83. Tianjin

83. Tianjin

Our Sunrider convention was in Tianjin, three hours by bus from Beijing.  We passed miles and miles of rice paddies, and other crops growing.  Vendors by the road sold watermelons and bottles of water, and Pepsi.  We saw Kentucky Fried Chicken, and brick and stone huts where farmers lived in little villages.  The roads were good, and there were many trucks, all owned by the government.

The huge gymnasium at Tianjin held 6000 excited Sunders from all over the world!  Lion dancers and acrobats entertained us, and hundreds of Sunriders received awards.  An inspiring time!

We received a note from the tour packager apologizing for separating the Hawaii group from the rest.  We would have to stay in Tianjin overnight instead of going by bus back to Beijing.  “Tough break!”  We would miss the tiring three hour bus ride back to Beijing, and have to stay overnight in a really nice hotel, the Crystal Palace, and then fly to Hong Kong well ahead of the main group.

The Crystal Palace Hotel apparently catered to International visitors.  They had a fantastic American style buffet breakfast.  I had oatmeal, an omelet, and pancakes!

Next day, at the gate of Dragon Air for check in, I told the clerk we had requested wheelchair assistance.  She made a face, and said, “We don’t have a wheelchair.  Let me see what I can do.”  It was wobbly, but it had wheels, so I was wheeled to ground level by an attendant, and told to wait.  I keep insisting that I could climb the stairs, but the attendant said, “wait,” and disappeared.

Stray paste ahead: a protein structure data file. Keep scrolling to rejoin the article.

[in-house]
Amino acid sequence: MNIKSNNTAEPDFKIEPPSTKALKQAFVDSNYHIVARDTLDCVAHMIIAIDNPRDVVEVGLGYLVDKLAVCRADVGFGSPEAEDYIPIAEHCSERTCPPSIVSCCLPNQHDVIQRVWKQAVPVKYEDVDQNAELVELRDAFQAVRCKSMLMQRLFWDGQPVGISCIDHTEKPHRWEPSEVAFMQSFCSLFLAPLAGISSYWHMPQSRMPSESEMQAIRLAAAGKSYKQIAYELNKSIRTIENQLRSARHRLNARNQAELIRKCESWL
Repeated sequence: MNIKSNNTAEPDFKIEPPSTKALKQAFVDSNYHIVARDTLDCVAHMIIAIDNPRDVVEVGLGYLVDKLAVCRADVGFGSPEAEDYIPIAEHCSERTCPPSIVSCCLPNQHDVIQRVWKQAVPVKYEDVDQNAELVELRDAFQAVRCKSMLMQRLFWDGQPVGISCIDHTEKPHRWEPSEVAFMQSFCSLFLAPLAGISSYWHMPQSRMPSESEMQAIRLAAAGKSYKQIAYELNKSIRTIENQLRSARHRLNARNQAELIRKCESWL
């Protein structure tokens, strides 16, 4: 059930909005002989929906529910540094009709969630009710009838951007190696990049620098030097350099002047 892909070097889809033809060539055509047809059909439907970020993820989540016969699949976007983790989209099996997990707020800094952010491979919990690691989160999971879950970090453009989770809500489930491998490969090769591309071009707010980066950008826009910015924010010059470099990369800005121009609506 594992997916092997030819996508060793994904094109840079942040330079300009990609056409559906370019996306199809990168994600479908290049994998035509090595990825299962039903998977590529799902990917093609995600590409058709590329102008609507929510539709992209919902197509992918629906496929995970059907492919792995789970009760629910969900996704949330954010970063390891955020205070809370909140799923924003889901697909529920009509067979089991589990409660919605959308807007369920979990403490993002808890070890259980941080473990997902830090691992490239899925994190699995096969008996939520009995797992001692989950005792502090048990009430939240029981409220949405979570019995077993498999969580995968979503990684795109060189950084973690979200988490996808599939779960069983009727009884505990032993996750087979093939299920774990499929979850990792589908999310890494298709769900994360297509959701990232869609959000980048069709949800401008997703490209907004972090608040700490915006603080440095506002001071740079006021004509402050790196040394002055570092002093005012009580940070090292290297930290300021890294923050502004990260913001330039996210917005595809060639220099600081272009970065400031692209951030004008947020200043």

We waited — and watched the other passengers climbing the stairs to the plane parked some distance away.  Finally, a wheelchair transport van arrived, and took me to the cargo entrance of the plane, where the van telescoped up and I was loaded on the plane with the cargo!

Hong Kong again! This time to sit out a typhoon, and enjoy other unique experiences.

Join us next week for more…

4 thoughts on “83. Tianjin

  1. Aileen Chinen

    Since I was brought up with a knowledge of Chinese culture and customs, you experienced a snippet of it 😀 … and when I was there, no American food nor drinks…but were provided (according to their standards back then), their BEST of what they could provide. (But I was aware that many locals were on the verge of starvation.) So much so (of their “best” were repeated with every meal)…that some tourists (from the U.S. mainland) complained and were tired and disgusted with the food. And I realized then how spoiled we Americans were.

  2. Sue Sauer

    Cultural changes were so evident – even Pepsi there! The wheelchair [wobbly, as it was] must have been an “experience” for sure! And being loaded into the cargo area of the plane? I hope they somehow moved you to a passenger seat!! 🙂

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